Follow Me Up to Carlow is an intriguing song with lots of references to fascinating but obscure characters.
It’s often described as being about the victory of Fiach MacHugh O’Byrne at the Battle of Glenmalure in 1580, but a close examination of the lyrics show that there’s more to it than that.
The song refers to incidents covering more than 20 years and is actually set in the early 1590s, more than ten years after Glenmalure.
Lift Mac Cahir Og your face
Follow Me Up to Carlow begins by telling Mac Cahir Og to lift his face and stop brooding. The person referred to is Brian MacCahir, who was Fiach’s brother in law.
MacCahir and his family had been put off their lands in 1572 and driven “to the fern” or the wilderness, which means they were literally left with nothing and had to rely on the support of the rest of the clan.
Their lands were given to supporters of the British Crown. This is the disgrace that Mac Cahir is brooding about.
Black Fitzwilliam stormed your place
The person responsible for the eviction was William Fitzwilliam, who was the Lord Deputy of Ireland at that time. He is the person referred to in the song as Black Fitzwilliam.
Fitzwilliam resigned as Lord Deputy and returned to England in 1575. He was away from Ireland for 13 years until he returned to take up his post again as Lord Deputy in 1588.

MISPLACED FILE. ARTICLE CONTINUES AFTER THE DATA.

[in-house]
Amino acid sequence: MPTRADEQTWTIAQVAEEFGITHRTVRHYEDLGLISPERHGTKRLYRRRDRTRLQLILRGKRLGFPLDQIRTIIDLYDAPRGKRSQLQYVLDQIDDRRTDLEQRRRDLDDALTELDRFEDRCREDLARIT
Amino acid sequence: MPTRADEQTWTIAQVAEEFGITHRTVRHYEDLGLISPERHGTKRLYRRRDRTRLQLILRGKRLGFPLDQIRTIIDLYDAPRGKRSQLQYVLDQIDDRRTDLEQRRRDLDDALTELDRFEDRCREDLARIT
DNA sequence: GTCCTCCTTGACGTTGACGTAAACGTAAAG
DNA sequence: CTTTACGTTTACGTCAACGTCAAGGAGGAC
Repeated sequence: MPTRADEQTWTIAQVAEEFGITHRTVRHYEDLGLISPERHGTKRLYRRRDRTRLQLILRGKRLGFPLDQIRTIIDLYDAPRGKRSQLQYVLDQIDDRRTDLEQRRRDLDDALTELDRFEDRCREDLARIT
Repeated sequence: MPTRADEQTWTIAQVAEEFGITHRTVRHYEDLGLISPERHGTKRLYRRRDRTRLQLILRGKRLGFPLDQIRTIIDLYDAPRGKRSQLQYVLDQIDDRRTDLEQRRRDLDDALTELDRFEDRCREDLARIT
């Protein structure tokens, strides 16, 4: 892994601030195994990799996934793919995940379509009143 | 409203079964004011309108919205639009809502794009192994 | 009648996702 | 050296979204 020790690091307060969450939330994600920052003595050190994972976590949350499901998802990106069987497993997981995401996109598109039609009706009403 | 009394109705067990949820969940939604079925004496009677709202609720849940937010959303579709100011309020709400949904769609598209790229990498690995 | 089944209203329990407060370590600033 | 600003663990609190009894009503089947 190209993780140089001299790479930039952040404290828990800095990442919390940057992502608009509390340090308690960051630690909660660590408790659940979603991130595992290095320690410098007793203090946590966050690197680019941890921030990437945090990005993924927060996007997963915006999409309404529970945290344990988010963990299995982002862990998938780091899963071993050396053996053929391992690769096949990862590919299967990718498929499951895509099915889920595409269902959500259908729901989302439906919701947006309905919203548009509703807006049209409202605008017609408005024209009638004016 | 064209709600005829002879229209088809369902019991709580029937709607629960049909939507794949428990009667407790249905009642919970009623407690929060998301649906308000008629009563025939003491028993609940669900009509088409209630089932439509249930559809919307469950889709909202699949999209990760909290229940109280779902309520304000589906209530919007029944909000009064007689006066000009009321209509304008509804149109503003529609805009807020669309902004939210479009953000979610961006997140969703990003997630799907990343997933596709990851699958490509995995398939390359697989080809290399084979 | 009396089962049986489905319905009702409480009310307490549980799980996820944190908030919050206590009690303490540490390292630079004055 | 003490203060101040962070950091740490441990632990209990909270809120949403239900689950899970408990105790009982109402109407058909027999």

Grey said victory was sure
In 1580, the 14th Baron Grey de Wilton recruited 6000 men to quash the 2nd Desmond Rebellion. H
In the meantime, Ireland had a new Lord Deputy called Arthur Grey de Wilton who, in an attempt to increase British power and security, sent troops to confront Fiach MacHugh O’Byrne in 1580.
As the song says, Grey thought “victory was sure” but the confidence was unfounded as his men were routed by O’Byrne at the Battle of Glenmalure.
This is why Brian MacCahir is being urged to stop brooding: the point is that Ireland has a leader who can take on the British and win. All that’s needed is to get behind Fiach MacHugh O’Byrne.
Curse and Swear, Lord Kildare
Lord Kildare refers to The Sheriff of Kildare, a man called Pierce Fitzgerald.
As a representative of the British Crown and power, he too was plagued by O’Byrne and his men who gave him plenty of reason to curse and swear.
Fiach’s sons eventually put an end Kildare’s cursing when they stormed his stronghold, killed him and burnt his body.
Now Fitzwilliam have a care
The line Now Fitzwilliam have a care makes it clear that we are not just dealing with the Battle Glenmalure in this song as Fitzwilliam was out of the country when the battle took place.
It must refer to sometime after 1588 when Fitzwilliam returned to Ireland. The reference to fallen is your star low relates to the fact that Fitzwilliam was accused of corruption and taking bribes.
He had powerful friends who protected him from the anger of Queen Elizabeth but things were still difficult for him during this period.